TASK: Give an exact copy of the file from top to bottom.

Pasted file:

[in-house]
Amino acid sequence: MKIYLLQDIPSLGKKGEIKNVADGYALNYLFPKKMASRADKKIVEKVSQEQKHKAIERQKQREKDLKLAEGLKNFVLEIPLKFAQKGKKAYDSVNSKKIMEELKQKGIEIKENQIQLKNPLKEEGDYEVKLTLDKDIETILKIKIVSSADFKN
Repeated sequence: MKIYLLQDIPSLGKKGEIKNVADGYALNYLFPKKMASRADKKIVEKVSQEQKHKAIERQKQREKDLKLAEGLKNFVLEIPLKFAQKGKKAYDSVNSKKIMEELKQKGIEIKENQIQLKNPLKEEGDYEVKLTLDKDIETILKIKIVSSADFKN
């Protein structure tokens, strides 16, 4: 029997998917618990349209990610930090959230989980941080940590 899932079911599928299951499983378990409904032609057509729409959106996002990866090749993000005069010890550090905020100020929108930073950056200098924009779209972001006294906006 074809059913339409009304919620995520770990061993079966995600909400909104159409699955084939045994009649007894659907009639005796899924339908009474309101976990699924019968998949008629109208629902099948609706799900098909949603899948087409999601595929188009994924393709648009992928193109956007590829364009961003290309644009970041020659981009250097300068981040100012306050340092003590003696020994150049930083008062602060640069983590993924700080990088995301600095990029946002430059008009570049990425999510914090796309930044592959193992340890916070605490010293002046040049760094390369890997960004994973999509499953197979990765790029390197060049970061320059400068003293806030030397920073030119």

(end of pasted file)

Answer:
[in-house]
Amino acid sequence: MKIYLLQDIPSLGKKGEIKNVADGYALNYLFPKKMASRADKKIVEKVSQEQKHKAIERQKQREKDLKLAEGLKNFVLEIPLKFAQKGKKAYDSVNSKKIMEELKQKGIEIKENQIQLKNPLKEEGDYEVKLTLDKDIETILKIKIVSSADFKN
Repeated sequence: MKIYLLQDIPSLGKKGEIKNVADGYALNYLFPKKMASRADKKIVEKVSQEQKHKAIERQKQREKDLKLAEGLKNFVLEIPLKFAQKGKKAYDSVNSKKIMEELKQKGIEIKENQIQLKNPLKEEGDYEVKLTLDKDIETILKIKIVSSADFKN
């Protein structure tokens, strides 16, 4: 029997998917618990349209990610930090959230989980941080940590 899932079911599928299951499983378990409904032609057509729409959106996002990866090749993000005069010890550090905020100020929108930073950056200098924009779209972001006294906006 074809059913339409009304919620995520770990061993079966995600909400909104159409699955084939045994009649007894659907009639005796899924339908009474309101976990699924019968998949008629109208629902099948609706799900098909949603899948087409999601595929188009994924393709648009992928193109956007590829364009961003290309644009970041020659981009250097300068981040100012306050340092003590003696020994150049930083008062602060640069983590993924700080990088995301600095990029946002430059008009570049990425999510914090796309930044592959193992340890916070605490010293002046040049760094390369890997960004994973999509499953197979990765790029390197060049970061320059400068003293806030030397920073030119």